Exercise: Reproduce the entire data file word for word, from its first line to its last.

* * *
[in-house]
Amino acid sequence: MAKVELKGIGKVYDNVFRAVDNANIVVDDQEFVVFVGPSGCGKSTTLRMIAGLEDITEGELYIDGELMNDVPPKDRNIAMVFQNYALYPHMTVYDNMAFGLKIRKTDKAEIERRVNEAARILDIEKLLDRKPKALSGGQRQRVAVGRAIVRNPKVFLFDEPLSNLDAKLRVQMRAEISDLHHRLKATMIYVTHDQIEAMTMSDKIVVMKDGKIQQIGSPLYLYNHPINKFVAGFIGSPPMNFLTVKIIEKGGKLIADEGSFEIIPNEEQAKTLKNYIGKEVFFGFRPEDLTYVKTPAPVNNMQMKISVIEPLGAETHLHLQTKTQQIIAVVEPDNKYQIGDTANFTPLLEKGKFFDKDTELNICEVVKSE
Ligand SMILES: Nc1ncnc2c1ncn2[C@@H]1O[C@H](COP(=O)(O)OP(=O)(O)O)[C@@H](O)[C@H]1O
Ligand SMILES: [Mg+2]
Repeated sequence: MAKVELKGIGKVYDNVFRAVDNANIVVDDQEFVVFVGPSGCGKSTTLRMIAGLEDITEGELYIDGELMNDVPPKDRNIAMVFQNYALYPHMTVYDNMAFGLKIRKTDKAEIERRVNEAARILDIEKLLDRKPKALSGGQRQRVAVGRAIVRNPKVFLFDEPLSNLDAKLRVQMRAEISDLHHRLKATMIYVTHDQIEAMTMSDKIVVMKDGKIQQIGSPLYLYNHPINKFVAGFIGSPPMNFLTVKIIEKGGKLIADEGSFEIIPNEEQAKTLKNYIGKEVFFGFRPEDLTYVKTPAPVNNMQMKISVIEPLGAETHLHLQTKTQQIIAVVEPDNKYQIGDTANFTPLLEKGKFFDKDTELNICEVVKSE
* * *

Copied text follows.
[in-house]
Amino acid sequence: MAKVELKGIGKVYDNVFRAVDNANIVVDDQEFVVFVGPSGCGKSTTLRMIAGLEDITEGELYIDGELMNDVPPKDRNIAMVFQNYALYPHMTVYDNMAFGLKIRKTDKAEIERRVNEAARILDIEKLLDRKPKALSGGQRQRVAVGRAIVRNPKVFLFDEPLSNLDAKLRVQMRAEISDLHHRLKATMIYVTHDQIEAMTMSDKIVVMKDGKIQQIGSPLYLYNHPINKFVAGFIGSPPMNFLTVKIIEKGGKLIADEGSFEIIPNEEQAKTLKNYIGKEVFFGFRPEDLTYVKTPAPVNNMQMKISVIEPLGAETHLHLQTKTQQIIAVVEPDNKYQIGDTANFTPLLEKGKFFDKDTELNICEVVKSE
Ligand SMILES: Nc1ncnc2c1ncn2[C@@H]1O[C@H](COP(=O)(O)OP(=O)(O)O)[C@@H](O)[C@H]1O
Ligand SMILES: [Mg+2]
Repeated sequence: MAKVELKGIGKVYDNVFRAVDNANIVVDDQEFVVFVGPSGCGKSTTLRMIAGLEDITEGELYIDGELMNDVPPKDRNIAMVFQNYALYPHMTVYDNMAFGLKIRKTDKAEIERRVNEAARILDIEKLLDRKPKALSGGQRQRVAVGRAIVRNPKVFLFDEPLSNLDAKLRVQMRAEISDLHHRLKATMIYVTHDQIEAMTMSDKIVVMKDGKIQQIGSPLYLYNHPINKFVAGFIGSPPMNFLTVKIIEKGGKLIADEGSFEIIPNEEQAKTLKNYIGKEVFFGFRPEDLTYVKTPAPVNNMQMKISVIEPLGAETHLHLQTKTQQIIAVVEPDNKYQIGDTANFTPLLEKGKFFDKDTELNICEVVKSE